Our Story

our story


The Grundy Story

In 1884, the Grundy family stood poised on the precipice of great change for their family, community, and country. As a successful businessman, William Grundy purchased a stately-albeit outdated-home near his wool manufacturing mill. Intending to confirm his growing position and influence in the Bristol community, William with his wife Mary and their children (twenty-one-year-old Joseph and eighteen-year-old Margaret) spent the next year transforming the building into the mansion of their dreams.By 1885, the family moved into their newly renovated “modern” Queen Anne-style house that incorporated the most fashionable innovations and conveniences of the day. Deeply involved in local political as well as business endeavors, the family home also served as a center for the family’s community and social activities. Meanwhile, the town of Bristol was growing rapidly with worker housing and related businesses springing up in response to the growing success of the Grundy Mill.

In 1893 the sudden death of William Grundy brought profound change to the family. Joseph, now 30 years old, took his father’s place as partner in the family business. In addition to local politics, Joseph’s influence at the state and national level began to grow rapidly. Meanwhile, Mary and her daughter Margaret (or Meta as she was affectionately called by her family) traveled extensively throughout the United States and Europe for the next 10 years, collecting treasures for their home that reflected the eclectic taste fashionable at the time.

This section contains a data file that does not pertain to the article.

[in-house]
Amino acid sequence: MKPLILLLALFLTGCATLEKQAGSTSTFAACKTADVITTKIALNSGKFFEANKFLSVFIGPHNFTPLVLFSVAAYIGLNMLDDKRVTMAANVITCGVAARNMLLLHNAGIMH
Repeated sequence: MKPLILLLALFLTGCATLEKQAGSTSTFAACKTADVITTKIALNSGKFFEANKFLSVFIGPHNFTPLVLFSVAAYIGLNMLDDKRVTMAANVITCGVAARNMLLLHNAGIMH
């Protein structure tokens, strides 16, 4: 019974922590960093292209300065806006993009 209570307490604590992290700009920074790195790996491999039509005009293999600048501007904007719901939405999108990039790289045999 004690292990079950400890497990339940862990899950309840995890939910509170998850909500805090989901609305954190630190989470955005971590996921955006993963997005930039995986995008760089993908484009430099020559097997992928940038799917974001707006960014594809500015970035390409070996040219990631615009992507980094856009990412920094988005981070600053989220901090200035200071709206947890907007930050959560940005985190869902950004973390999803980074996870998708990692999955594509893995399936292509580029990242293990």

A new century brought more change. Joseph’s influence in business and politics was approaching its zenith. He founded the Pennsylvania Manufacturer’s Association to lobby for pre-business concerns at all levels of government. By the 1920s, Joseph was known as the“president-maker”for his successful campaign fundraising. And he served as a member of the United States Senate by appointment in 1929. Upon her return to the area in 1906, Meta threw herself into numerous social and cultural efforts in her community, including the local library. She was also involved in national organizations, all while indulging her interests in genealogy, gardening, painting and drawing, and maintaining the homes both in Bristol and Walnut Grove.

As Joseph and Meta began to age, they continued to participate in community activities and causes. However, after Meta’s death at 85 in 1952, Joseph began to spend more time in the Bahamas where he died in 1961 at age 98. Through provision in Joseph’s will, The Grundy Museum is not only a reminder of life in the past, it continues to serve the community today and into the future.